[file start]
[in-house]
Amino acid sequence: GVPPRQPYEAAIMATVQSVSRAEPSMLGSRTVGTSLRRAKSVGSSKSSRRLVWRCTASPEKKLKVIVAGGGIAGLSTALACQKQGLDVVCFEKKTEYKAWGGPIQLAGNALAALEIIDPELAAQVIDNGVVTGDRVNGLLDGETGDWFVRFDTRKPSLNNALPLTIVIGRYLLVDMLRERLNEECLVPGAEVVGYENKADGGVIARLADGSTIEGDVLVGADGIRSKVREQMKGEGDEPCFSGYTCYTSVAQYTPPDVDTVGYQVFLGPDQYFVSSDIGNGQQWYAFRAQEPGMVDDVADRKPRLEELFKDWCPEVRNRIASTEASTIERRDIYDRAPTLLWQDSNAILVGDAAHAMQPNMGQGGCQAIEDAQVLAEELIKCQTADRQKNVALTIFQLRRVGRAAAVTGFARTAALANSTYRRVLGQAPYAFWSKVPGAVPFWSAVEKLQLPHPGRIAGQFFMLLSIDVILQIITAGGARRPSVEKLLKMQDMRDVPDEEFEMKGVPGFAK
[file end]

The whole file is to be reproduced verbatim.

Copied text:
[in-house]
Amino acid sequence: GVPPRQPYEAAIMATVQSVSRAEPSMLGSRTVGTSLRRAKSVGSSKSSRRLVWRCTASPEKKLKVIVAGGGIAGLSTALACQKQGLDVVCFEKKTEYKAWGGPIQLAGNALAALEIIDPELAAQVIDNGVVTGDRVNGLLDGETGDWFVRFDTRKPSLNNALPLTIVIGRYLLVDMLRERLNEECLVPGAEVVGYENKADGGVIARLADGSTIEGDVLVGADGIRSKVREQMKGEGDEPCFSGYTCYTSVAQYTPPDVDTVGYQVFLGPDQYFVSSDIGNGQQWYAFRAQEPGMVDDVADRKPRLEELFKDWCPEVRNRIASTEASTIERRDIYDRAPTLLWQDSNAILVGDAAHAMQPNMGQGGCQAIEDAQVLAEELIKCQTADRQKNVALTIFQLRRVGRAAAVTGFARTAALANSTYRRVLGQAPYAFWSKVPGAVPFWSAVEKLQLPHPGRIAGQFFMLLSIDVILQIITAGGARRPSVEKLLKMQDMRDVPDEEFEMKGVPGFAK